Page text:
It’s about 2/3 of the weight, and somehow that makes all the difference. The blade was good after all. I also noted on my oak one, the blade was in a slight lateral tensioning by the nails I used to hold the saw to the blade (I had no fitting screws). The nail driving against the metal provoked some shear stress, and that caused the binding. So, my advice for someone with the same problem is to reset the fasteners.

        I’m much more satisfied with my frame saw now. Thank you for introducing me to it. It still cuts slower than my rip saw, but that’s to be expected considering 14 tpi vs 8 tpi. This one has a much smaller kerf and thus works wonderfully for a dovetail I’ve tested it with, and is deceptively precise.


        1. Great. All of these experiences are part of the experimenting that gives deeper insight into the dynamics and physics of woodworking. The science of it is important.

  19. Nuno, that’s the second time this week I have read someone using “firstly” to start writing more than one major point in a set of paragraphs. Most people incorrectly write or say “first”. Then they say “second” instead of “secondly”.

    It is the correct English usage. The first time I read it this week was in the first book of Winston S. Churchill’s History of the English Speaking People’s, and Churchill was a master of the English language.

    Firstly, my compliments on your English language usage. Secondly, I wish you the very best of fortune in your frame saw endeavors. Thirdly, I’d like to ask Paul Sellers what dedicated blades he used. I have only found Nobex, ECE, and Tools for Working Wood. ECE seems to have the best selection for both crosscutting and ripping.

    1. I cant remember but I bought them from Deiter Schmidts Fine Tools. I also used machine bandsaw blades that actually workerd best of all. They were Milwaukee portable bandsaws used for metal working. Pull up the blog from three years ago I think. it’s all in there.

    2. Jeff,
      It’s funny you should note that, considering I had a material science teacher in uni, who always bickered with my English ( as a foreign language to her and me) and always corrected my “firstly”s to “first”.

      I was never fully aware which might be the correct one, but “firstly” always felt the most correct.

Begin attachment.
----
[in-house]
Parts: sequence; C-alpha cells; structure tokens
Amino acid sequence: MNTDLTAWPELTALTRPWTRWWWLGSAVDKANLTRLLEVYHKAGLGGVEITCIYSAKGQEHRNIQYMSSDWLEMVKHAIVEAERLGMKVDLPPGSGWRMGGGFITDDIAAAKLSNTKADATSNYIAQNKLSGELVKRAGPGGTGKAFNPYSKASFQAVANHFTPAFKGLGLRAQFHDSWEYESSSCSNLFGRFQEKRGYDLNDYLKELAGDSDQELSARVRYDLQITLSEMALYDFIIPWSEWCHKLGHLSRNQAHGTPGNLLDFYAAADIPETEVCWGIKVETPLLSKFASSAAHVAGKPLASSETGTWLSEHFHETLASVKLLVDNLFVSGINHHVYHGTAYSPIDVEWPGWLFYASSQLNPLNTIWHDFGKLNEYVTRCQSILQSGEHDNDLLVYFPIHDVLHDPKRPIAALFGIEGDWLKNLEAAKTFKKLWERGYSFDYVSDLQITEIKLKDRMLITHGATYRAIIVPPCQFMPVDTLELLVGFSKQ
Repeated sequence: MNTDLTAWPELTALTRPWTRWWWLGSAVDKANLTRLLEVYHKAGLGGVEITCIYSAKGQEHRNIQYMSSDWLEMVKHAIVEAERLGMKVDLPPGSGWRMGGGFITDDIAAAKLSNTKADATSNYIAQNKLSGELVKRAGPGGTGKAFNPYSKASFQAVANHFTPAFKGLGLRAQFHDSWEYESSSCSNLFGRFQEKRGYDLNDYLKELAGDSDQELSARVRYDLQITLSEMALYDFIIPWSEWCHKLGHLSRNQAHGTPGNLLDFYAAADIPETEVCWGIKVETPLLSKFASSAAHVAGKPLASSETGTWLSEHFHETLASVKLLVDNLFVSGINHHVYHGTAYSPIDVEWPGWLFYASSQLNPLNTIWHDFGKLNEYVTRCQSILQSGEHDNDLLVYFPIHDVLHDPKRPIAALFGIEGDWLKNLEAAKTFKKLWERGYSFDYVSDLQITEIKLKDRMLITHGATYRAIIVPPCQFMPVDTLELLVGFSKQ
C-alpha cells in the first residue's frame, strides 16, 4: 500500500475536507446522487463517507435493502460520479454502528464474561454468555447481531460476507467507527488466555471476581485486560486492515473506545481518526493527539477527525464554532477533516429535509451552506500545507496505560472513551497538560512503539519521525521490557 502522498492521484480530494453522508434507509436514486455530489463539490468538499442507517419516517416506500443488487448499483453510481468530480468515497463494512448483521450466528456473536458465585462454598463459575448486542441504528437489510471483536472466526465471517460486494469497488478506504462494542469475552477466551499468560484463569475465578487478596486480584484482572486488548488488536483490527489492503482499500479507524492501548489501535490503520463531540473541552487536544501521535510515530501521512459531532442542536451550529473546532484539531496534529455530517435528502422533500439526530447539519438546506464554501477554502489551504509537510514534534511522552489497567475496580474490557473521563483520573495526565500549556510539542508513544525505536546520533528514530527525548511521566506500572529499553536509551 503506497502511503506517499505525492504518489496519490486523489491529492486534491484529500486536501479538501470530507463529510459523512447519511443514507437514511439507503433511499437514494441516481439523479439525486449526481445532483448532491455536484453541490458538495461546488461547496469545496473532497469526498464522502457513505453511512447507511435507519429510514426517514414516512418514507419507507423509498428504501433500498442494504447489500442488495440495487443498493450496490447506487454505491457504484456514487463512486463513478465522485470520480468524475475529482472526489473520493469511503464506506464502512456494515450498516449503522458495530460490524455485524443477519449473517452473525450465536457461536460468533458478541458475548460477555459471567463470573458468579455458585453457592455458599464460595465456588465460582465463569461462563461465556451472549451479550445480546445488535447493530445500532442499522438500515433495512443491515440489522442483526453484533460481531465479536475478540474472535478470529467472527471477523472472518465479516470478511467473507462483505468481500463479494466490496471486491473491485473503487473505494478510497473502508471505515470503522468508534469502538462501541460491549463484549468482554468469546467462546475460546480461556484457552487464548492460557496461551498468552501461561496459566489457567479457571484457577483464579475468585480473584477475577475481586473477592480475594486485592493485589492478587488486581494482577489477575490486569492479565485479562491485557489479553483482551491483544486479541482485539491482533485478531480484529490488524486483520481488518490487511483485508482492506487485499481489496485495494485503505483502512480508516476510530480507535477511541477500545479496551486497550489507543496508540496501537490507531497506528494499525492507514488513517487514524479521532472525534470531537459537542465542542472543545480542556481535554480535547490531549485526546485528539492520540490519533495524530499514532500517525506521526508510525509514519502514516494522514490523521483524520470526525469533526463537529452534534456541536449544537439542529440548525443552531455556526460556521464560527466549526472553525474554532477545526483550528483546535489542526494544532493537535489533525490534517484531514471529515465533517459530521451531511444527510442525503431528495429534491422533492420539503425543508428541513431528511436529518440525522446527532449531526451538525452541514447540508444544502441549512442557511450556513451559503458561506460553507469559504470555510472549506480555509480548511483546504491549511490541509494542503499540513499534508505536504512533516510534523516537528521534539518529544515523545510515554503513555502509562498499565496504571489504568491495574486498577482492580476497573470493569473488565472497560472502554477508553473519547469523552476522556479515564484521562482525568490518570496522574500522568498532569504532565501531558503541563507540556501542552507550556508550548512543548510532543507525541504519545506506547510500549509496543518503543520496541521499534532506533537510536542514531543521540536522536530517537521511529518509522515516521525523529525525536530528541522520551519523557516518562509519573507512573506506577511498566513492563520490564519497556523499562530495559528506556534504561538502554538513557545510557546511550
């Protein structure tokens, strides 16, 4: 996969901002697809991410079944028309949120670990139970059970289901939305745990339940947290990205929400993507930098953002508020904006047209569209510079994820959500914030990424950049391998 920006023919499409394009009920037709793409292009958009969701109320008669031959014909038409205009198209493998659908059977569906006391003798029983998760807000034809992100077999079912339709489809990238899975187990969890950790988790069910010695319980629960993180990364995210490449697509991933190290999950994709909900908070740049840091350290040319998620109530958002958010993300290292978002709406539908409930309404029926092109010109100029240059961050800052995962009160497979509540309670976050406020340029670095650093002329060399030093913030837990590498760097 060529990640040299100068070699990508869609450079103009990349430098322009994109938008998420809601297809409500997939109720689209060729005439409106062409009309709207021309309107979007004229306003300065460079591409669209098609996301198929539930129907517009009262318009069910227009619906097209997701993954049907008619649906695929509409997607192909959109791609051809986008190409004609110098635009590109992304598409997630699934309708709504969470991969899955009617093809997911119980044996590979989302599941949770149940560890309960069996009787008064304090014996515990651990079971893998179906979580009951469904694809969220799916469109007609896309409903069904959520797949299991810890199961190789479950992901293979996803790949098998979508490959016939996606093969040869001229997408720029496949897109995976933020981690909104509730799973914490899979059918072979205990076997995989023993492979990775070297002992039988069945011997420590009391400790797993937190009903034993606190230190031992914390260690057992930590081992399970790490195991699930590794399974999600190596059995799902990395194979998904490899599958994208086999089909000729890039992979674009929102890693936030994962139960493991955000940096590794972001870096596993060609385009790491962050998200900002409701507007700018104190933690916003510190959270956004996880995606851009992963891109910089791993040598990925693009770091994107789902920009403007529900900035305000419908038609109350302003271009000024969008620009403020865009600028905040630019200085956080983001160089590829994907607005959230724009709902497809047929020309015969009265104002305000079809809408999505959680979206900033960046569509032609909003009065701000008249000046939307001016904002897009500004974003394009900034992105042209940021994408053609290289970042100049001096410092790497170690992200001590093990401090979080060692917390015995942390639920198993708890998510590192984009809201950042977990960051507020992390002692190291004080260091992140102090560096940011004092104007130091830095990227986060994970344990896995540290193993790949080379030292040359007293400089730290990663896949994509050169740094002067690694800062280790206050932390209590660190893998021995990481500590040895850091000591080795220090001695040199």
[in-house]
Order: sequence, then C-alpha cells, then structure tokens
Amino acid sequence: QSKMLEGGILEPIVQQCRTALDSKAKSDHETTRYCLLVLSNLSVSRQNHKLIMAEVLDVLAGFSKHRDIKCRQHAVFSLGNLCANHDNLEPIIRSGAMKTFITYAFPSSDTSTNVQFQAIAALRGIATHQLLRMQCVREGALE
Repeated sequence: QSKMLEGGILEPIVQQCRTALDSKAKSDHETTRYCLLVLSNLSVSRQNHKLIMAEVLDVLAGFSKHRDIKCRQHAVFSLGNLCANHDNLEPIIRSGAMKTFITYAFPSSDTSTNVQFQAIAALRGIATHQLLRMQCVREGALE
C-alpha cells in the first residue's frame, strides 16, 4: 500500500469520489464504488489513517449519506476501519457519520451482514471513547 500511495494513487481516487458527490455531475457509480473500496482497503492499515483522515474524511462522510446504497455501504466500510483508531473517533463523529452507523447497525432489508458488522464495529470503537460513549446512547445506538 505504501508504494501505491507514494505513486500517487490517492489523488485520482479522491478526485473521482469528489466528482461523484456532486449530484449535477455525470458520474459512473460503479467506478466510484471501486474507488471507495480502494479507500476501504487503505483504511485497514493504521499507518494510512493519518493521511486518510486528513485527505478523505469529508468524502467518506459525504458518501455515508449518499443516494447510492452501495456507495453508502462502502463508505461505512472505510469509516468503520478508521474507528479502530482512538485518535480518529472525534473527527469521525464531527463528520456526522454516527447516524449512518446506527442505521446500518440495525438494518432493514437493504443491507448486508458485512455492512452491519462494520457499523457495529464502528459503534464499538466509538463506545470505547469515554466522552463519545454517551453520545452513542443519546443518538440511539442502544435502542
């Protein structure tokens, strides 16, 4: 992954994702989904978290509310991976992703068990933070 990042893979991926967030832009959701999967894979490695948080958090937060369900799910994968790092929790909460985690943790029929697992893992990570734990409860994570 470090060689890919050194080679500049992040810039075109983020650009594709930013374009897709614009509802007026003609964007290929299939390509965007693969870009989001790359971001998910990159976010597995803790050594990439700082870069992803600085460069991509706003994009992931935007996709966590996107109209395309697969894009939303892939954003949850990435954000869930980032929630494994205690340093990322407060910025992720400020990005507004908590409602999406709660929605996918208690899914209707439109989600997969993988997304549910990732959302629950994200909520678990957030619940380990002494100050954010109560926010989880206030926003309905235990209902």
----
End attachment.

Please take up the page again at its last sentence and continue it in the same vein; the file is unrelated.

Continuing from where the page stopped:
Luckily my saw problems have ceased for the time being.

    3. I’m afraid it goes both ways, Jeff:

      “Because ordinal numbers (i.e., first, second, third, fourth, etc.) function as both adjectives and adverbs, the -ly adverbs firstly, secondly, thirdly, fourthly, and so on are superfluous. But despite the longstanding superstition against using them, these words are common in all types of writing, and there’s no need to avoid them. Where they become troublesome, however, is when the numbers get above fourthly or fifthly (seventhly? eleventhly? sixteenthly?).”

  20. Andrew, you are so right. Languages evolved; they did’t spring full-grown into the world. Counting in Italian gets confusing once you get into the ‘teens (e.g., between 16 and 17). I tried going up and up in English with “firstly, “secondly”, felt awkward by “ninety-fifthly”, but comfortable again when I got to one hundred and firstly

    Paul, if you bought from Deiter Schmit, then they were ECE blades. Deiter sells a full line of EC Emmerich tools, including lovely-looking wooden dovetailed planes and hardware for frame saws, including a nice selection of tension cord colors. Shipping to the US does get expensive. Include Traditional Woodworking in with Highland as stockists. I have also been in touch with the ECE US representative and will look up the older emails if you wish. He may sell directly to folks on this side of the pond.

    Andrew, in truth, a clerk in Winston Churchill’s office once corrected a sentence if Churchill’s that ended in a preposition. Church wrote in the margin: “This is the type of arrant pedantry up with which I will not put.” If true, I have always wondered what happened to that clerk.

    1. Paul, my apologies for the off-topic digression. I wish I had the precision with wood that I have always strived for in the English Language. Churchill was the master.

  21. Hello Paul. I live in Argentina and there simply aren’t dedicated frame saw blades for sale here. I am considering fabricating my own but I don’t know what steel to look for. Would cutting a blade from an old hand saw suffice? Do you have any recommendations for blade thickness/height/length? Thanks!

  22. Paul, I’m dying to tackle this project, but for the life of me can’t find a materials list.